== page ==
With the tagline “What is the most that can be achieved with the least?”, this dance performance features two Australian artists (Matthew Day and Sandra Parker) and two renowned Swiss dancers (Cindy Van Acker and Perrine Valli), premiering at the Melbourne Festival. All four dancers share a passion for a minimalist, contemporary choreography and exude a sense of grace, elegance and precision in their dancing. Dance Territories is a union of two different cultures of dance which features four solo acts by these acclaimed dancers, one of which – Van Acker – is debuting in Australia at the Festival.

Ourselves (Various)

October  11– November 25

Premiering at The Australian Centre for Contemporary Art, this exhibition features over 20 international artists and artworks, working across all mediums from installation, film, video and document. “Ourselves” is an in-depth look at the new global understanding of ‘the self.’ Revolving around the idea of inter-subjectivity, works in the gallery explore alter-egos, avatars, masks and mirrors in order to present the concept of there being more than one self. It’s an eye-opening exhibition that will surely get your brain ticking, curated by Juliana Engberg.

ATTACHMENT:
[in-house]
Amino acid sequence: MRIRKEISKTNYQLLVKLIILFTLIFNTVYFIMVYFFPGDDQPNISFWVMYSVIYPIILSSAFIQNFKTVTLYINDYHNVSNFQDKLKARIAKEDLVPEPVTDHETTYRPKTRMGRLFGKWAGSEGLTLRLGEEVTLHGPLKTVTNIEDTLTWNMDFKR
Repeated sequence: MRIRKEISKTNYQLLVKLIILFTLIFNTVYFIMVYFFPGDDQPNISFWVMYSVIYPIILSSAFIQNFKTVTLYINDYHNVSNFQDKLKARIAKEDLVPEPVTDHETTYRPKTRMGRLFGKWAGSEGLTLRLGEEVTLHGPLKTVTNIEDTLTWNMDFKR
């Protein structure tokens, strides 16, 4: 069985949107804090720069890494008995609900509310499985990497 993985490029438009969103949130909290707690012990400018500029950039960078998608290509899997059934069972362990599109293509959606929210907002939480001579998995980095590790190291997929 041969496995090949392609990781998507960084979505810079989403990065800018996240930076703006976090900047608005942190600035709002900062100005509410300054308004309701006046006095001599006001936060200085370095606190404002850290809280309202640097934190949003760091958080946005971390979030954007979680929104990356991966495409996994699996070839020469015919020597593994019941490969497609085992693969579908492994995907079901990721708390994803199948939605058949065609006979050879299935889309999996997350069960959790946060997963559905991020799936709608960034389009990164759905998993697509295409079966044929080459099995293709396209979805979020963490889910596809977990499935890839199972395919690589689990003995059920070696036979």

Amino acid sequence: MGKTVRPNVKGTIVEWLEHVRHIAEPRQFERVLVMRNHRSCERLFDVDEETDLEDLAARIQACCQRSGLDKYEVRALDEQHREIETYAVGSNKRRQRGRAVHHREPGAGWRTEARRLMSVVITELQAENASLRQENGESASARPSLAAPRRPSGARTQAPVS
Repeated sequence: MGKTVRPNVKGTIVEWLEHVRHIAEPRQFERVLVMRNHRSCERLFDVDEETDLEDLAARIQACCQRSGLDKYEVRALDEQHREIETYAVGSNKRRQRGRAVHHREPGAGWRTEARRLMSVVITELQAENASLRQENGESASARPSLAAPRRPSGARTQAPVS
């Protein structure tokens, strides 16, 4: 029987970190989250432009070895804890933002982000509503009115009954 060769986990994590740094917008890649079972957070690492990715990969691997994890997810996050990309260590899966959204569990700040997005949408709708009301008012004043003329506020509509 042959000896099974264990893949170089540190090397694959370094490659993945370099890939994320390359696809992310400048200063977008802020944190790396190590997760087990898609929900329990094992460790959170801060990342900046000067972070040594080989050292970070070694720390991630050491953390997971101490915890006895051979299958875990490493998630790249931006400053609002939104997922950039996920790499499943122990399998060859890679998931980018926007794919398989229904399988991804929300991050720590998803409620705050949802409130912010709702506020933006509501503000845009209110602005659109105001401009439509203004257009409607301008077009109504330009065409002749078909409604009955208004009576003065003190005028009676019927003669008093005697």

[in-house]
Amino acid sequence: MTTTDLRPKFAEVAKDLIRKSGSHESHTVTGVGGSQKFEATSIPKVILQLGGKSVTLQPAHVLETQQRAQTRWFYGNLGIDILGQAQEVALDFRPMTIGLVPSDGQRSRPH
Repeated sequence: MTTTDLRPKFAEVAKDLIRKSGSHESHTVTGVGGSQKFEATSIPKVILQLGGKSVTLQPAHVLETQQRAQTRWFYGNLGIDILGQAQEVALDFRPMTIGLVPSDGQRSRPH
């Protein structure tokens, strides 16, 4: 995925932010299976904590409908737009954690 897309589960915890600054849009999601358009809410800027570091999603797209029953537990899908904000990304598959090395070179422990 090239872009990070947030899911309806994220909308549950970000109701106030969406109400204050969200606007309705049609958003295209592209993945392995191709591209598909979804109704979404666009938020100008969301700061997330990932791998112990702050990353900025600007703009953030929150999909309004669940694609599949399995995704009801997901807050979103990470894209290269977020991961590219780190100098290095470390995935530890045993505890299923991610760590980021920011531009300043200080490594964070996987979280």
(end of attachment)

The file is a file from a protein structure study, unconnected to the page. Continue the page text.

Fault Lines

May 12, 2008 was the day when an earthquake, measuring 8.5 on the Richter scale hit Wenchuan County in the Sichuan provice of central China. Over 69,000 people lost their lives, hundreds of thousands were injured and millions became displaced as the city turned to rubble.

‘Fault Lines’ is a choreographed tribute to those who survived and are working to move on with their lives. It’s a piece inspired by their reaction to a devastating event, performed by members of the Leshan Song and Dance Troupe – many of whom witnessed the disaster firsthand and in some of the worst hit areas. This heartfelt and emotional show features dancers discovering what’s left in the aftermath of the earthquake and learning to rebuild not only their personal lives, but also their communities.

Choreographed by Christchurch born Sara Brodie, this performance is running from October 11 – 13 at the Malthouse Theatre.

Meld Magazine has 3 x Double Passes to giveaway for the Fault Lines show on October 11 at 2pm. To enter simply leave a comment below. 

The competition is only open to those living, studying, or working in Victoria. The winner will be chosen through a random draw and notified via email.

2 total comments on this postSubmit yours
  1. I wanna win a double pass to Fault Lines please.

  2. I’d like to enter for the double passes please!

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Meld Magazine was incorporated as an independent not-for-profit media outlet in September 2008 to reach out to international students in Melbourne, and provide students the opportunity to gain real work experience.

Many international students live in or around the city because of the proximity to their colleges and universities, and that was where we decided to focus our efforts first. Many of us live, work and study locally too. Our editorial team is made of both local and international students, and it has worked to our advantage in providing local content in every sense of the word.